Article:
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Unanswered questions on Aadhaar: When a God is a ghost and has an LPG connection

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By Vidyut

The UIDAI appears to be having a bad start to 2018 with security flaws crawling out of the proverbial woodwork. The latest in a growing list is a story by tech researcher Anand V in The Wire that follows up on two stories of Aadhaar being issued to questionable entities where the Aadhaar number was known.

In case of a Pakistani spy Mehmood Akhtar, who was deported in October 2016, it was found that he had a valid Aadhaar number, and a working LPG connection in the name of Baijnath; the Aadhaar card was invalidated only after The Wire reached out to UIDAI for comment. Two bank accounts were linked to the Aadhaar number in October, a full year after he was deported.

In the second case, Lord Hanuman, who was shown to have an Aadhaar card as far back as 2014, still had a linked LPG connection and a bank as recently as November 2017, despite the card being deactivated in 2014.

This report raises serious questions about Aadhaar enabling misuse of services while doing nothing to prevent misuse. Some of the questions thrown up by this report are:

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  • What is the process of invalidation of Aadhaar cards and what processes are in place to prevent misuse of invalidated cards?
  • How can an Aadhaar Card in the name of Mehmood Akhtar from Delhi be linked to the LPG and bank accounts of Baijnath MR from Agra? There isn’t any similarity of names or even addresses whatsoever. Entirely different people in entirely different places, so how was Aadhaar enabling the delivery of subsidies to an unrelated person and what the point even is to link Aadhaar to various services if plugging in an Aadhaar number could be used to link anyone to the service and not necessarily the Aadhaar holder?
  • What are the security and welfare costs implications of merely using an Aadhaar number or the photocopy of an Aadhaar card without authentication – as happens in the case of LPG connections?
  • Other entities that also collect photocopies of Aadhaar cards, including schools, colleges, hospitals, private companies and crematoriums – the list is endless. Who is legally responsible for similar mis-linking, misuse and potentially outright fraud enabled by such reckless collection of sensitive data that provides illegal access to subsidies and other government funds?
  • Can it be denied that an employee of any of the many schools, colleges, offices and so on will have access to an endless supply of Aadhaar numbers to misuse for services where authentication is not done?
  • What does the UIDAI do to prevent leakage of subsidies from such misuse and ensure public funds are not stolen by their reckless proliferation of Aadhaar?
  • In the case of crematoriums, there would be available a list of photocopies of people who are already dead and would thus not be able to raise any alarm if their Aadhaars were misused. Who is to prevent misuse of such Aadhaars that are also likely to have pensions attached to bank accounts – say a simple case of a bank account being opened using fraudulent documents and linked to the Aadhaar of a pension eligible dead person?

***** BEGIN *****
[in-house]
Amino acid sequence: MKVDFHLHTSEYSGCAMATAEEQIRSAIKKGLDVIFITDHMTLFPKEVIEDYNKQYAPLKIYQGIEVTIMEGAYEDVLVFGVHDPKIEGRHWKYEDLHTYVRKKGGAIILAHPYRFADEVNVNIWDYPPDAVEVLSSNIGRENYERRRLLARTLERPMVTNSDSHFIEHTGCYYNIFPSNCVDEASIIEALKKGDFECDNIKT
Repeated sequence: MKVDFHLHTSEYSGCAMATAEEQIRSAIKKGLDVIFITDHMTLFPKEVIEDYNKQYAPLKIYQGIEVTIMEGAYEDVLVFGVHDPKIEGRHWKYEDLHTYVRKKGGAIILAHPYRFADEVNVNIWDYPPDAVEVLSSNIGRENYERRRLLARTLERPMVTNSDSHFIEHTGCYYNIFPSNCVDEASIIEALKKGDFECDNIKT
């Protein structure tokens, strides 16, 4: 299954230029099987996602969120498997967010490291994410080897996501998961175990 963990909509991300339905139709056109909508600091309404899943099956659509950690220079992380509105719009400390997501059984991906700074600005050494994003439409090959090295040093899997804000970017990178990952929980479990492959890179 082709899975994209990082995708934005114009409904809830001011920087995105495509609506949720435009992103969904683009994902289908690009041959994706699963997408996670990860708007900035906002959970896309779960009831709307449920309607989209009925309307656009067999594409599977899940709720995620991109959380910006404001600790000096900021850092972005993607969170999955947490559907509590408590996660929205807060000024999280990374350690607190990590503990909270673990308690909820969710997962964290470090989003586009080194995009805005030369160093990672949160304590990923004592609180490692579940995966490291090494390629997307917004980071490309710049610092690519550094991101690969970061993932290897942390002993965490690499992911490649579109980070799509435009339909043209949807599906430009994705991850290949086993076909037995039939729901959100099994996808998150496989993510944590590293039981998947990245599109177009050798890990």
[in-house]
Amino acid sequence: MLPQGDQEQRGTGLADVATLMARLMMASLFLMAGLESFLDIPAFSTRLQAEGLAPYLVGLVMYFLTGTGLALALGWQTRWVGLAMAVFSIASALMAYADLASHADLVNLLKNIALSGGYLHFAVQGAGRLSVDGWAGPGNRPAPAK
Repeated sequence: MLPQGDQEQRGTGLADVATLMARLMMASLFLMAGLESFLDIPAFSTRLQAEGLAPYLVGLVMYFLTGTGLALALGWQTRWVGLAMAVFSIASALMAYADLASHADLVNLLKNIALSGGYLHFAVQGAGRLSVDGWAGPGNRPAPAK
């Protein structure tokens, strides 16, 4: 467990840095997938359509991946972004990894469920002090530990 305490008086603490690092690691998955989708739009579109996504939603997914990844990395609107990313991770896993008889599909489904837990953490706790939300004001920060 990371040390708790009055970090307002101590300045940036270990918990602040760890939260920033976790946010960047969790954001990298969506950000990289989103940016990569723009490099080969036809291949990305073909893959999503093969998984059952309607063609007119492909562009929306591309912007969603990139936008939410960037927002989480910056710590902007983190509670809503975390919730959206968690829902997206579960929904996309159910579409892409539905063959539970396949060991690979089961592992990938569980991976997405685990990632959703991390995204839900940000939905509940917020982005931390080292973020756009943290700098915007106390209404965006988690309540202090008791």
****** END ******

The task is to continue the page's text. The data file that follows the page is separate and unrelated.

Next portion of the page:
• What steps does the UIDAI take to ensure all Aadhaar numbers associated with fraudulent enrolments are actually deactivated?

What are ghosts here?

“Ghosts” is a term being used to describe fake beneficiaries. People who don’t actually exist, but draw salaries, pensions and other benefits from the government. Linking the Aadhaar ID to all beneficiary accounts is claimed to be a method of removing ghost beneficiaries from the system. The stopping of payments to such ghosts is said to prevent “leakage” of funds in welfare services. But are the claims of removal of ghosts valid, if bank accounts are linked to Aadhaar IDs that no longer exist or the wrong Aadhaar IDs, and LPG connections linked with such Aadhaar IDs are functional?

If ghosts are easily present in the system with the use of an Aadhaar number (that does not even match the name of the ones availing the service), which are the ghosts the UIDAI refers to as being removed from the system and resulting in savings for the government?

  • 80,000 teachers found to be ghosts nationwide – an actual “ghost teacher” explained that the MHRD survey of teachers for 2016-17 was not able to record the details of teachers unless an Aadhaar number was provided. Those who did not have one or were unwilling to provide one did not get recorded, rendering them “ghosts”. On the other hand, today’s examples imply that if they had provided someone else’s Aadhaar number, they probably would have been recorded as “real” – whether they did so for their own names or invented names of actual ghosts.
  • 53,000 people were deprived of pensions in Uttarakhand – this is 8-9% of the most vulnerable citizens in the state – the disabled (9%+), widows and the elderly – due to a lack of Aadhaar. In spite of being eligible for pensions, they were not recognized as real people receiving pensions and their pensions have been discontinued since October 2016.

So it needs to be asked what UIDAI calls ghosts. At least some of the ghosts are real persons who do not have or refuse to give an Aadhaar, while fraudulent IDs with Aadhaar have no problems accessing services.

It appears that the UIDAI now considers Aadhaar ID as a “real person” regardless of whether they exist, and considers those without an Aadhaar as fictional – even if they physically exist and have professions, bank accounts and more on record.

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